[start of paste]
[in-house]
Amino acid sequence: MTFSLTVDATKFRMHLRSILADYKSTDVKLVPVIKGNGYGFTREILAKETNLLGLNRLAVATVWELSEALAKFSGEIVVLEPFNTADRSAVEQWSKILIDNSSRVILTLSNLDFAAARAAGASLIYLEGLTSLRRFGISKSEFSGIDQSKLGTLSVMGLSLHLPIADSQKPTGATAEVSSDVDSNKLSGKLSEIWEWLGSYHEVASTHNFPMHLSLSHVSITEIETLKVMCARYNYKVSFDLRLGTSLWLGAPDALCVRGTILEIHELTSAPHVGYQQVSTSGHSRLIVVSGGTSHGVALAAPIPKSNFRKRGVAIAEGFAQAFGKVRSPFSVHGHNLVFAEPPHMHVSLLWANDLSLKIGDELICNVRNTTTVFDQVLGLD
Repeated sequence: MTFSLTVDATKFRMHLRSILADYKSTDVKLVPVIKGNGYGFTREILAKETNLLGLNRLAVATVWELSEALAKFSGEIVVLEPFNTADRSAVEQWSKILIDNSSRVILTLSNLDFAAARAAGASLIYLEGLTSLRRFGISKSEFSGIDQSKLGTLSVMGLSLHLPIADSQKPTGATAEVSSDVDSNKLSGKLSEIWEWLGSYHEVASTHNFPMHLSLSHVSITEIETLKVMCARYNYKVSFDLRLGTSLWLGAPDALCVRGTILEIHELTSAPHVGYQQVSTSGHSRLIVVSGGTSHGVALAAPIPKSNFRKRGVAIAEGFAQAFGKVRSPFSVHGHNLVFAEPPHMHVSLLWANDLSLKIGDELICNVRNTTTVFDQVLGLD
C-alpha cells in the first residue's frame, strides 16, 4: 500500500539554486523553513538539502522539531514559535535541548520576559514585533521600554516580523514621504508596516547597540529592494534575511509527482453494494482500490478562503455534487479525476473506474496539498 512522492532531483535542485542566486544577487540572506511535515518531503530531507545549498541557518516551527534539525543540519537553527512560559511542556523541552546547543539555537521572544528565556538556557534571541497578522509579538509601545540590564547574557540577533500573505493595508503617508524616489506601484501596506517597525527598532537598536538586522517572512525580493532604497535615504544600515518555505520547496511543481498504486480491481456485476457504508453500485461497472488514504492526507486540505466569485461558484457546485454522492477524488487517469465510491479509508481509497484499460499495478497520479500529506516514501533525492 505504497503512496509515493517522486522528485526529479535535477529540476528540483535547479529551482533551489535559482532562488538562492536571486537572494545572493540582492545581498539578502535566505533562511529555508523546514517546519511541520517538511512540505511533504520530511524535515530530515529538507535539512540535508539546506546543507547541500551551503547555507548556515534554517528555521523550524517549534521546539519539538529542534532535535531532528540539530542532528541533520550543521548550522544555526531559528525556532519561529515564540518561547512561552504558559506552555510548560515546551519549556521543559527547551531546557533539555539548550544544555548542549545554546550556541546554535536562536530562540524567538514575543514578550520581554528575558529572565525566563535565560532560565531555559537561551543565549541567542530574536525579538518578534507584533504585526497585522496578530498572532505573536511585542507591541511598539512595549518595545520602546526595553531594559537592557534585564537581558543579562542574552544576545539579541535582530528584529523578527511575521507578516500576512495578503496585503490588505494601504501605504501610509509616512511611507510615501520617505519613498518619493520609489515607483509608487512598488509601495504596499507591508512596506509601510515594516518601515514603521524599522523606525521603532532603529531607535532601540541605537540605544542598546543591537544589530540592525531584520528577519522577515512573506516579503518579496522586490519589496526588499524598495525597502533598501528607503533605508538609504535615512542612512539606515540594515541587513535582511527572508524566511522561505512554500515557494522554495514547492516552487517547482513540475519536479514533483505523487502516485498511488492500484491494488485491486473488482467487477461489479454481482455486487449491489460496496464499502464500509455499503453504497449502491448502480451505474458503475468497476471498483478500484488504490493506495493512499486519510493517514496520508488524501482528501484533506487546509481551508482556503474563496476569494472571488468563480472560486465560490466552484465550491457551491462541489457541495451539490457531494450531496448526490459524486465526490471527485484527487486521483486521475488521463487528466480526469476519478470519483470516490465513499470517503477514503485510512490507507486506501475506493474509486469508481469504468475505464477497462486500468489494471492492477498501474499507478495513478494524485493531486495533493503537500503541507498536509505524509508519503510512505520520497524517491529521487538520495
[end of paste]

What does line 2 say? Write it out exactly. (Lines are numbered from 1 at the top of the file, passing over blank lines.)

Amino acid sequence: MTFSLTVDATKFRMHLRSILADYKSTDVKLVPVIKGNGYGFTREILAKETNLLGLNRLAVATVWELSEALAKFSGEIVVLEPFNTADRSAVEQWSKILIDNSSRVILTLSNLDFAAARAAGASLIYLEGLTSLRRFGISKSEFSGIDQSKLGTLSVMGLSLHLPIADSQKPTGATAEVSSDVDSNKLSGKLSEIWEWLGSYHEVASTHNFPMHLSLSHVSITEIETLKVMCARYNYKVSFDLRLGTSLWLGAPDALCVRGTILEIHELTSAPHVGYQQVSTSGHSRLIVVSGGTSHGVALAAPIPKSNFRKRGVAIAEGFAQAFGKVRSPFSVHGHNLVFAEPPHMHVSLLWANDLSLKIGDELICNVRNTTTVFDQVLGLD